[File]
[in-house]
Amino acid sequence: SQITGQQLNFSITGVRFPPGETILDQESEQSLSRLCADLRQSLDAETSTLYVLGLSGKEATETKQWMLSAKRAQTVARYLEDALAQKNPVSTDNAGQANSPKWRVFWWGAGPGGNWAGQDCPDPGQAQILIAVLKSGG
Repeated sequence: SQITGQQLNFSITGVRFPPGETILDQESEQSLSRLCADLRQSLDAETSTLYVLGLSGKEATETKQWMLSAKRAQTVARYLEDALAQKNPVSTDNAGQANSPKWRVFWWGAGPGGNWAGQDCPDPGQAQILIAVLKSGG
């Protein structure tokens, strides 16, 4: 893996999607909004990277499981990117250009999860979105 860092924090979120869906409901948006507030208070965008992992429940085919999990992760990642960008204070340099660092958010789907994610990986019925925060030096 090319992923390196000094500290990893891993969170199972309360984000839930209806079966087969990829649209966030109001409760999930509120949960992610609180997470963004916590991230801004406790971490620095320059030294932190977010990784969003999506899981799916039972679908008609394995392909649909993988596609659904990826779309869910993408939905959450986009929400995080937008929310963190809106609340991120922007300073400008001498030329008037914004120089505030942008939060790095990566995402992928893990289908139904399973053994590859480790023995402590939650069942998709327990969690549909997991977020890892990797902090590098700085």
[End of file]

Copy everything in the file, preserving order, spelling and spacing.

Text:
[in-house]
Amino acid sequence: SQITGQQLNFSITGVRFPPGETILDQESEQSLSRLCADLRQSLDAETSTLYVLGLSGKEATETKQWMLSAKRAQTVARYLEDALAQKNPVSTDNAGQANSPKWRVFWWGAGPGGNWAGQDCPDPGQAQILIAVLKSGG
Repeated sequence: SQITGQQLNFSITGVRFPPGETILDQESEQSLSRLCADLRQSLDAETSTLYVLGLSGKEATETKQWMLSAKRAQTVARYLEDALAQKNPVSTDNAGQANSPKWRVFWWGAGPGGNWAGQDCPDPGQAQILIAVLKSGG
């Protein structure tokens, strides 16, 4: 893996999607909004990277499981990117250009999860979105 860092924090979120869906409901948006507030208070965008992992429940085919999990992760990642960008204070340099660092958010789907994610990986019925925060030096 090319992923390196000094500290990893891993969170199972309360984000839930209806079966087969990829649209966030109001409760999930509120949960992610609180997470963004916590991230801004406790971490620095320059030294932190977010990784969003999506899981799916039972679908008609394995392909649909993988596609659904990826779309869910993408939905959450986009929400995080937008929310963190809106609340991120922007300073400008001498030329008037914004120089505030942008939060790095990566995402992928893990289908139904399973053994590859480790023995402590939650069942998709327990969690549909997991977020890892990797902090590098700085």